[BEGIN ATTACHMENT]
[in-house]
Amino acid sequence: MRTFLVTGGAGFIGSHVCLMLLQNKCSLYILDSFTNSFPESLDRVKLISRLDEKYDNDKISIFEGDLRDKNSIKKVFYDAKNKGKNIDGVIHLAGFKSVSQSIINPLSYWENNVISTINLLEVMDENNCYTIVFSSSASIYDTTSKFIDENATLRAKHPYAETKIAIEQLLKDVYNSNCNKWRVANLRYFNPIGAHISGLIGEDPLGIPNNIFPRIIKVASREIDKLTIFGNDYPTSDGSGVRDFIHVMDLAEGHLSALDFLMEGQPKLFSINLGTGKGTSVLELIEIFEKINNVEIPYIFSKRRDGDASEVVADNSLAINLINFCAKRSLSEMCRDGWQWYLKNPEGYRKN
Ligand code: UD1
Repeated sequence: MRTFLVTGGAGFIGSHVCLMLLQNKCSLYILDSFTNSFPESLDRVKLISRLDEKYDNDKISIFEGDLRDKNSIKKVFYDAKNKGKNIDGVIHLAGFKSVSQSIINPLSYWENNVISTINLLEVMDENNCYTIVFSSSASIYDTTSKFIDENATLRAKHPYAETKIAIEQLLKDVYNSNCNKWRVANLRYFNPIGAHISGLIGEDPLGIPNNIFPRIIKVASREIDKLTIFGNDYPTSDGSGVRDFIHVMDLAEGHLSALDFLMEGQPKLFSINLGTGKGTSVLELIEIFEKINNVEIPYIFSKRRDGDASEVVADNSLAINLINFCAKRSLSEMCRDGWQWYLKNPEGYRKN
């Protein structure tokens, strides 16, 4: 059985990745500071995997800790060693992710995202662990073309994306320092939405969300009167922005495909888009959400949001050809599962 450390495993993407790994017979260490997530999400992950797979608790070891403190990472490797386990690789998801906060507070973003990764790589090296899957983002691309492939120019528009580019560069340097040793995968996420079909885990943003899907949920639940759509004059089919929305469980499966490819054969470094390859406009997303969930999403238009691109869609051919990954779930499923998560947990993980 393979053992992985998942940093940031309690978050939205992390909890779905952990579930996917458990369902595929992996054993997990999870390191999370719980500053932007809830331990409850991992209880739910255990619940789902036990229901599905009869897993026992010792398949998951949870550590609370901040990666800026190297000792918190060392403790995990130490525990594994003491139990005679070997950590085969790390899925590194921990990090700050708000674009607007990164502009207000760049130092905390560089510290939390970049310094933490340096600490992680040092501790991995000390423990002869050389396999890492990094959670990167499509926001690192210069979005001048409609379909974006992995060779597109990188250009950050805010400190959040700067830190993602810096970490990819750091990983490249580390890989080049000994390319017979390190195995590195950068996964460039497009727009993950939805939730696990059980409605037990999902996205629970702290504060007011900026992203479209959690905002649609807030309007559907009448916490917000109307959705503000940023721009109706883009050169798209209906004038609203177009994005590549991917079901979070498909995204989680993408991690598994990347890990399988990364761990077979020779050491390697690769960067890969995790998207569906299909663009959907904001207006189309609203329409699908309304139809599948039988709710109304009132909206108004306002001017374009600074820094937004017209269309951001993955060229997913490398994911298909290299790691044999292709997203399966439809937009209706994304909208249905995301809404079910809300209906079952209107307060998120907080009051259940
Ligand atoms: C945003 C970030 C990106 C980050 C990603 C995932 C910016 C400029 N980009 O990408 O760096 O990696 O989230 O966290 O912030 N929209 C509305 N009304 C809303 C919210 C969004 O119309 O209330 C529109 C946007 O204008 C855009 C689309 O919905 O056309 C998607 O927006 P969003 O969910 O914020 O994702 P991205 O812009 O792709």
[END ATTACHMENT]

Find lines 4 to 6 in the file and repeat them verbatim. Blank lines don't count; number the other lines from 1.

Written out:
Repeated sequence: MRTFLVTGGAGFIGSHVCLMLLQNKCSLYILDSFTNSFPESLDRVKLISRLDEKYDNDKISIFEGDLRDKNSIKKVFYDAKNKGKNIDGVIHLAGFKSVSQSIINPLSYWENNVISTINLLEVMDENNCYTIVFSSSASIYDTTSKFIDENATLRAKHPYAETKIAIEQLLKDVYNSNCNKWRVANLRYFNPIGAHISGLIGEDPLGIPNNIFPRIIKVASREIDKLTIFGNDYPTSDGSGVRDFIHVMDLAEGHLSALDFLMEGQPKLFSINLGTGKGTSVLELIEIFEKINNVEIPYIFSKRRDGDASEVVADNSLAINLINFCAKRSLSEMCRDGWQWYLKNPEGYRKN
């Protein structure tokens, strides 16, 4: 059985990745500071995997800790060693992710995202662990073309994306320092939405969300009167922005495909888009959400949001050809599962 450390495993993407790994017979260490997530999400992950797979608790070891403190990472490797386990690789998801906060507070973003990764790589090296899957983002691309492939120019528009580019560069340097040793995968996420079909885990943003899907949920639940759509004059089919929305469980499966490819054969470094390859406009997303969930999403238009691109869609051919990954779930499923998560947990993980 393979053992992985998942940093940031309690978050939205992390909890779905952990579930996917458990369902595929992996054993997990999870390191999370719980500053932007809830331990409850991992209880739910255990619940789902036990229901599905009869897993026992010792398949998951949870550590609370901040990666800026190297000792918190060392403790995990130490525990594994003491139990005679070997950590085969790390899925590194921990990090700050708000674009607007990164502009207000760049130092905390560089510290939390970049310094933490340096600490992680040092501790991995000390423990002869050389396999890492990094959670990167499509926001690192210069979005001048409609379909974006992995060779597109990188250009950050805010400190959040700067830190993602810096970490990819750091990983490249580390890989080049000994390319017979390190195995590195950068996964460039497009727009993950939805939730696990059980409605037990999902996205629970702290504060007011900026992203479209959690905002649609807030309007559907009448916490917000109307959705503000940023721009109706883009050169798209209906004038609203177009994005590549991917079901979070498909995204989680993408991690598994990347890990399988990364761990077979020779050491390697690769960067890969995790998207569906299909663009959907904001207006189309609203329409699908309304139809599948039988709710109304009132909206108004306002001017374009600074820094937004017209269309951001993955060229997913490398994911298909290299790691044999292709997203399966439809937009209706994304909208249905995301809404079910809300209906079952209107307060998120907080009051259940
Ligand atoms: C945003 C970030 C990106 C980050 C990603 C995932 C910016 C400029 N980009 O990408 O760096 O990696 O989230 O966290 O912030 N929209 C509305 N009304 C809303 C919210 C969004 O119309 O209330 C529109 C946007 O204008 C855009 C689309 O919905 O056309 C998607 O927006 P969003 O969910 O914020 O994702 P991205 O812009 O792709």